Here's my etiquette dilemma:
What do you do when you get a "friend" request from someone who you're not sure you know. Yes, you check out their lists of friends & you may find people in common, and that may jog your memory. But what do you do when, in the 'family' of the romance, there are a lot of people who might know of me, just as I might know of them, but we don't actually know each other, have never spoken or met.
Are they my...friend?
When I make a friend request, I try always to write a message saying Hi, often reintroducing myself and reminding them how we knew each other. That seemed, well, friendly. Like when you see someone at an actual event, you say 'Hello, I'm ... and we know each other from ....' Even if you know them well, you still say Hello! And if you don't know them, of course you introduce yourself.
But that's not the M.O. for most others. I often just get queries with no message or greeting and I don't know whether they're someone I've connected with or not. Perhaps their vision is to expand their network to include someone with shared interests. And while that's a reasonable goal, it's not my direction at present.
Which means I've actually ignored friend requests when I didn't know for certain that I knew the person personally (sorry), and it makes me feel so ungracious! All these requests are impersonal—no note, no greeting, just click here and you'll be added to my list—I don't even need to say Hello. And there's also no place on the sites to share your philosophy or to alert people of your feelings on friending.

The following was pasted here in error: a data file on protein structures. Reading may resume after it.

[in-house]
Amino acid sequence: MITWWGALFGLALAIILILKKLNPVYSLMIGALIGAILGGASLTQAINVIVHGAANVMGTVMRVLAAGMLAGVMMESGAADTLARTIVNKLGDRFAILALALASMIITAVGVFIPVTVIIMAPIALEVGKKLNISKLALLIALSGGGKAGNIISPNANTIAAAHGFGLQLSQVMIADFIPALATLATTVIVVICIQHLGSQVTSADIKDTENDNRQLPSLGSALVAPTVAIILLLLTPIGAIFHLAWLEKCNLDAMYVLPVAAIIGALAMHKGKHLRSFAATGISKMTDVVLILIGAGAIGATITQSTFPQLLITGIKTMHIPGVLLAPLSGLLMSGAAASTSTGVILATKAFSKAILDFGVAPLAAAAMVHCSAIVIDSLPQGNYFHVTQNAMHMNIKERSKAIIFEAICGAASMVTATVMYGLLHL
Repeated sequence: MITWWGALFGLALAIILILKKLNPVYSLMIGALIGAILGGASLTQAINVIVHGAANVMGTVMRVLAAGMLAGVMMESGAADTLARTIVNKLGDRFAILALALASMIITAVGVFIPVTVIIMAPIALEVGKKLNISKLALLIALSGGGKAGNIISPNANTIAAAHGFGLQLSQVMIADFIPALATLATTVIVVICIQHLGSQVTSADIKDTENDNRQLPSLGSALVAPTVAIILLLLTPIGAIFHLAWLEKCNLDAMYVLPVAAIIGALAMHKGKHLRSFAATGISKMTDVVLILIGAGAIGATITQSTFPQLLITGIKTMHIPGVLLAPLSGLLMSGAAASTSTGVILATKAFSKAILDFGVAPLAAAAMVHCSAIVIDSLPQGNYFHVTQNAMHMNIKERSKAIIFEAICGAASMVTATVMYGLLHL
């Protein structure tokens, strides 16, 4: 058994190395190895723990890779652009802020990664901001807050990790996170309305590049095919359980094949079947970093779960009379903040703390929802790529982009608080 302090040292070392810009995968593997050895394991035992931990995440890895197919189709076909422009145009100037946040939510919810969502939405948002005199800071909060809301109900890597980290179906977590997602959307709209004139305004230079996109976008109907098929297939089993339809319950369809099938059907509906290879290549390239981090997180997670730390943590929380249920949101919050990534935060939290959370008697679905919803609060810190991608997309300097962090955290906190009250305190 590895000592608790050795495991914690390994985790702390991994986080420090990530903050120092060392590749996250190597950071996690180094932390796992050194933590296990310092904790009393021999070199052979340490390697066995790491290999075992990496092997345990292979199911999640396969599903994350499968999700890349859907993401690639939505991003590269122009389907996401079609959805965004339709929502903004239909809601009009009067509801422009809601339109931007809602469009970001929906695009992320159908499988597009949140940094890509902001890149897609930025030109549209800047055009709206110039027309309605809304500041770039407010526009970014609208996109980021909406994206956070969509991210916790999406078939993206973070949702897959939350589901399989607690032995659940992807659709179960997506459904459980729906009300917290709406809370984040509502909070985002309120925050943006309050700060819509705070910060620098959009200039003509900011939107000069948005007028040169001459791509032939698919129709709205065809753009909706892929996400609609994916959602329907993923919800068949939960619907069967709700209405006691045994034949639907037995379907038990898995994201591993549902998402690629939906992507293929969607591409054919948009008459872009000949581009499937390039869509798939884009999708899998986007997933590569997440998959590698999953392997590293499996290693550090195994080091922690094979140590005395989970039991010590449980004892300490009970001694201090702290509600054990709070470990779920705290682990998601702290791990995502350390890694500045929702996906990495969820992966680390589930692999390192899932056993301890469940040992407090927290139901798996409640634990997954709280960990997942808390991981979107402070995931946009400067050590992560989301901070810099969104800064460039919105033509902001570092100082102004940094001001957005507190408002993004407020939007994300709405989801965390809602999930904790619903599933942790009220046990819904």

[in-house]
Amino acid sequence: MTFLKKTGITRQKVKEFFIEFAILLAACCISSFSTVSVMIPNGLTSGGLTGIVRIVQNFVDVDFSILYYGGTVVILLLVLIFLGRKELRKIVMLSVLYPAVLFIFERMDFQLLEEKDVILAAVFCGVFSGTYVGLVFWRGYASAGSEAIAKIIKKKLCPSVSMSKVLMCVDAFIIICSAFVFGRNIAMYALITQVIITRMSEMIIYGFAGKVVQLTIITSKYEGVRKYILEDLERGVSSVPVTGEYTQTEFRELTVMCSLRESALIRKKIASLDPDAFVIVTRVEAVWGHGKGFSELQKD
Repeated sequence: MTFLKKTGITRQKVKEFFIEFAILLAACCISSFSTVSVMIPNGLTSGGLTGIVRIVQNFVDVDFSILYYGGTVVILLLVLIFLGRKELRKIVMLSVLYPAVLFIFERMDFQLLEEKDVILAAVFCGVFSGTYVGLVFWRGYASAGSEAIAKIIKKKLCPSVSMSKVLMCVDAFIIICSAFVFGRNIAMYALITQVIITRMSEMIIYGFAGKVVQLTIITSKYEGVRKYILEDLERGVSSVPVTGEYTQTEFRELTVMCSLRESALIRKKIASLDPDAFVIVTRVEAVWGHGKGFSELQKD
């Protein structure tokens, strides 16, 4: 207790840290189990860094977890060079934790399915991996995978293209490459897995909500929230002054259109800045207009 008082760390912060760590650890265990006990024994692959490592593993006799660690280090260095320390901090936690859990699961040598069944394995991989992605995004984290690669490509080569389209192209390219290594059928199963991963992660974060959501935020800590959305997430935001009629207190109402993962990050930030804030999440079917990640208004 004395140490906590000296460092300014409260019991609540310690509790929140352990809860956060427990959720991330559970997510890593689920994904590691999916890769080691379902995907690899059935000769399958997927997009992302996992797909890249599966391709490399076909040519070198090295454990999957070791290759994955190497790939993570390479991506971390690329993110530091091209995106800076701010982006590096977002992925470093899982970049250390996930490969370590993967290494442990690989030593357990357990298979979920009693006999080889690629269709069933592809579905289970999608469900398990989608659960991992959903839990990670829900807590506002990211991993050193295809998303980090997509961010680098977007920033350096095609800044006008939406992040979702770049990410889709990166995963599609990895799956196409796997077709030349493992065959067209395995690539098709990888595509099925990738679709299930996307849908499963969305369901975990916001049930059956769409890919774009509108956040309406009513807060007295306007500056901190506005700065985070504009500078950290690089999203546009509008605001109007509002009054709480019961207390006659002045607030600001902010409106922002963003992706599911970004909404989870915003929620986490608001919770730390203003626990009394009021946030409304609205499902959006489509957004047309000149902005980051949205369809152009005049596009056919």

I worry that I might actually know them, that I ought to have remembered them—I've met them at a conference, they're a Harlequin author, I took them out to dinner, they were kind enough to host me at an event, or may have read my blog (thank you!).
Seems to me the same framework could—should—apply in this virtual world. Friend is a word that means something, and that matters to me.
Many years when I was a 20something my older brother's buddies would complain bitterly that often the girls they were checking out & were interested in wouldn't "put out." My girlfriends noted that that was likely because they weren't "putting in"—actually reaching out & putting themselves on the line.
I'm not comfortable ignoring people, but I do think I'm not going to put out unless the requester 'puts in.'